GEO and Google Earth Engine announced support for 32 projects to enhance sustainable outcomes for Earth’s ecosystems. One of those projects, the Ecological Integrity Index, was developed by Ivan Gonzalez, a Ph.D. student in the GEODE lab.

“We are thrilled to be among the selected projects and to be able to develop our idea with the support of the GEO-Google Earth Engine Programme.” – Ivan Gonzalez

Ivan Gonzalez, Flagstaff, Arizona

The award includes a commercial grade Google Earth Engine license, technical support, and mentoring provided by EO Data Science. Read the official announcement here.

Mapping Ecological Integrity

The Ecological Integrity Index aims to use Earth observations to describe temporal and spatial dynamics in each ecosystem in Colombia, identifying natural trends and likely perturbations due to human activities. The Index leverages the power of Google Earth Engine’s global observation and computing platform to evaluate ecosystem changes anywhere in Colombia in the context of historical trends.

Expected annual natural vegetation trends (EVI) for the Los Llanos ecosystem in Colombia measured by the Moderate Resolution Imaging Spectroradiometer (MODIS). The line color represents day number from 1 to 365. Spatial variability is shown in gray.

Ivan will work closely with collaborators in Colombia to ensure the Ecological Integrity Index benefits decision makers working on the ground. Ivan, as a native of Bogotá, Colombia, has first-hand experience with land-use and water management challenges in the megadiverse country.

“This opportunity will allow us to test the index and cooperate with the Humboldt Institute, National Parks office, Conservation International, and The Nature Conservancy in Colombia which are seeking solutions to environmental challenges related to sustainable land and water use in a changing climate. – Ivan Gonzalez

The project team consists of Ivan Gonzalez (NAU-SICCS), Scott Goetz (NAU-SICCS), and Patrick Jantz (NAU-SICCS) with collaborators Andrew Hansen (Montana State University), María Cecilia Londoño Murcia (Insituto Alexander von Humboldt), Natalia Acero (Conservation International), Juan Carlos Clavijo Flórez (National Natural Parks), and Jorge Velásquez-Tibatá (The Nature Conservancy).

Team members (from left to right) Scott Goetz, Andrew Hansen, and Patrick Jantz at a project meeting at Northern Arizona University, Flagstaff, Arizona.

Forests can be risky climate investments to offset greenhouse gas emissions

Mega-fires raged across the Northwest Territories, Canada in 2014, driven by record breaking hot, dry conditions (territorial government photo)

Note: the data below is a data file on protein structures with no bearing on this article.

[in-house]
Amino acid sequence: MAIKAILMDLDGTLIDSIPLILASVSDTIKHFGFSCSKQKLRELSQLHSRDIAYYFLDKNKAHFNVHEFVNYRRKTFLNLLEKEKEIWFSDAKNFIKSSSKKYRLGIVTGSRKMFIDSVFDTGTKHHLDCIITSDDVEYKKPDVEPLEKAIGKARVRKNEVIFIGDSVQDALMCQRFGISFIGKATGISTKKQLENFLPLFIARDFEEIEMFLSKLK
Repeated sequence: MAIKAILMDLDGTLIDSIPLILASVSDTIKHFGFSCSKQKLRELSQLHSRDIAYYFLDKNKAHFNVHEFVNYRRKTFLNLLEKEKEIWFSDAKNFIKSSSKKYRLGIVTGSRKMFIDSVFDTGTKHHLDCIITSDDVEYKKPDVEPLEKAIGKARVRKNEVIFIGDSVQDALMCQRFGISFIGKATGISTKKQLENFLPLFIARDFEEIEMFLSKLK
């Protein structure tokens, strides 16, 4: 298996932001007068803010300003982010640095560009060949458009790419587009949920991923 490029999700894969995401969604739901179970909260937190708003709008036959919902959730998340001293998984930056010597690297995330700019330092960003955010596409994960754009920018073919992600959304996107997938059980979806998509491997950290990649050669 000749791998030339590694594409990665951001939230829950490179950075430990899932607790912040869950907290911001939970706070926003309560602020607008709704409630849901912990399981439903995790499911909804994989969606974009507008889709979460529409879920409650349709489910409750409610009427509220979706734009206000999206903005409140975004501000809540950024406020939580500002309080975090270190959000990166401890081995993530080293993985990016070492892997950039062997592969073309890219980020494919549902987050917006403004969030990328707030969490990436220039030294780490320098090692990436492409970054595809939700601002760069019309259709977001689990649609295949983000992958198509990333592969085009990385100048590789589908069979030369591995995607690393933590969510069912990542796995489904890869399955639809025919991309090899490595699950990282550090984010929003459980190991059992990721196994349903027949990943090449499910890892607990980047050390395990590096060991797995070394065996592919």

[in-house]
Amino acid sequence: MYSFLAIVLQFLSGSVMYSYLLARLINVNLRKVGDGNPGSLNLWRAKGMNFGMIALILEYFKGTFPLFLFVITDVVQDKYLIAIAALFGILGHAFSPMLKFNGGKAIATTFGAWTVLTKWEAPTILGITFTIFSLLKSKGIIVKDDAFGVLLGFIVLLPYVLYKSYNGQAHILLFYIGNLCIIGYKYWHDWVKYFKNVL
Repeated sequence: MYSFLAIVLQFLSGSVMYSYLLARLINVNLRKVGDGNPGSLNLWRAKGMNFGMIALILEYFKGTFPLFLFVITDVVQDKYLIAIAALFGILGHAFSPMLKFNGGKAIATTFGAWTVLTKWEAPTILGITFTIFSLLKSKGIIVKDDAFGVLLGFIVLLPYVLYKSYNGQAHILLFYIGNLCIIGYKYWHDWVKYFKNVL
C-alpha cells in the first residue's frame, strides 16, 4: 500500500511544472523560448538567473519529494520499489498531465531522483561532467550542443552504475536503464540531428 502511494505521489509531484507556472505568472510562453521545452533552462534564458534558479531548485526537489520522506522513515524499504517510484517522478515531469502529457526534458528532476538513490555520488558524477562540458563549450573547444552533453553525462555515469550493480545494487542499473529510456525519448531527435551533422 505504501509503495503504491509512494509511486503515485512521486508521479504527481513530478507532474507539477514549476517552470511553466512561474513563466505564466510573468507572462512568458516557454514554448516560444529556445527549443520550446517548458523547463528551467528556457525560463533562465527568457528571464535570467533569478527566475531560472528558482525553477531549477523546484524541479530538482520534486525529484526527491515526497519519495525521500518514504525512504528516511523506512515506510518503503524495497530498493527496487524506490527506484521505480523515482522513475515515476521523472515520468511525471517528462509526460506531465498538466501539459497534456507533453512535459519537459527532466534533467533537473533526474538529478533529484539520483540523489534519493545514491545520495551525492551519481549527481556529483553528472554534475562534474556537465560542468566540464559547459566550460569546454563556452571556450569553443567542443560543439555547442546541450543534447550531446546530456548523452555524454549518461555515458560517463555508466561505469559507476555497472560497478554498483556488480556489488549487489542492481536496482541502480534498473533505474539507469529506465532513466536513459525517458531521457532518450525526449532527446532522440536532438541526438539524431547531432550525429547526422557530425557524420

Given the tremendous ability of forests to absorb carbon dioxide from the atmosphere, some governments are counting on planted forests as offsets for greenhouse gas emissions—a sort of climate investment. As with any investment, however, it’s important to understand the risks. If a forest goes bust—through severe droughts or wildfires, researchers say—much of that stored carbon could go up in smoke.

There have been optimistic assessments of how valuable forests could be in mitigating climate change over coming decades, but all of those have somewhat surprisingly overlooked or underestimated the factors that constrain forest carbon sequestration in the face of extreme temperatures, drought, fire and insect disturbance

Scott Goetz

Professor Scott Goetz of Northern Arizona University’s School of Informatics, Computing, and Cyber Systems and associate professor Deborah Huntzinger of NAU’s School of Earth and Sustainability co-authored a paper published in Science finding that forests can be best deployed in the fight against climate change with a proper understanding of the risks to forests that climate change itself imposes.

Built into forest-based natural climate strategies is the idea that forests are able to store carbon for at least 50 to 100 years. Such permanence is not always a given, with the very real chance that the carbon stored in forest mitigation projects could go up in flames or be lost due to insect infestations, severe drought or hurricanes in the coming decades.

The paper’s authors encourage scientists to focus increased attention on assessing forest climate risks and share the best of their data and predictive models with policymakers so that climate strategies including forests can have the best long-term impact. For example, the climate models that scientists use are detailed and cutting-edge, but aren’t widely used outside the scientific community, so policymakers might be relying on science that is decades old.

Good science can better help identify and quantify risks to forest carbon stocks and lead to better policy decisions

Deborah Huntzinger

… Continue reading at NAU News

… Head straight to the Science

A warming Arctic turns topsy turvy

Clouds obscure Yellowknife and Great Slave Lake in Canada’s Northwest Territories. The ABoVE team is studying approximately 4 million square kilometers (more than 1.5 million square miles) of northwestern North America, spanning from Canada’s Hudson Bay to Alaska’s Seward Peninsula. Credit: NASA/JPL-Caltech

Last summer was hot in Alaska.

How hot was it, you ask?

Well, last summer was so hot, salmon were literally cooking themselves in the rivers.

Bad joke? Perhaps. While you won’t find river-boiled salmon on the menu at your local seafood restaurant anytime soon, it’s a fact that last July, as Alaska and much of the Arctic experienced near-record warmth, the water temperature in some Alaskan rivers reached an unfathomable 82 degrees Fahrenheit (28 degrees Celsius). The abnormally warm waters led to mass salmon die-offs.

Sadly, the fate of the simmering salmon, while exaggerated, stems from a disturbing reality. As the Arctic warms three times faster than the rest of our planet, this excess heat is taking an increasingly severe toll on Arctic ecosystems and Earth’s climate.

Ask Chip Miller. The NASA Jet Propulsion Laboratory atmospheric scientist has spent much of the past decade crisscrossing Alaska and Canada as a lead scientist on two NASA airborne field campaigns: The Carbon in Arctic Reservoirs Vulnerability Experiment (CARVE) and the Arctic Boreal Vulnerability Experiment (ABoVE).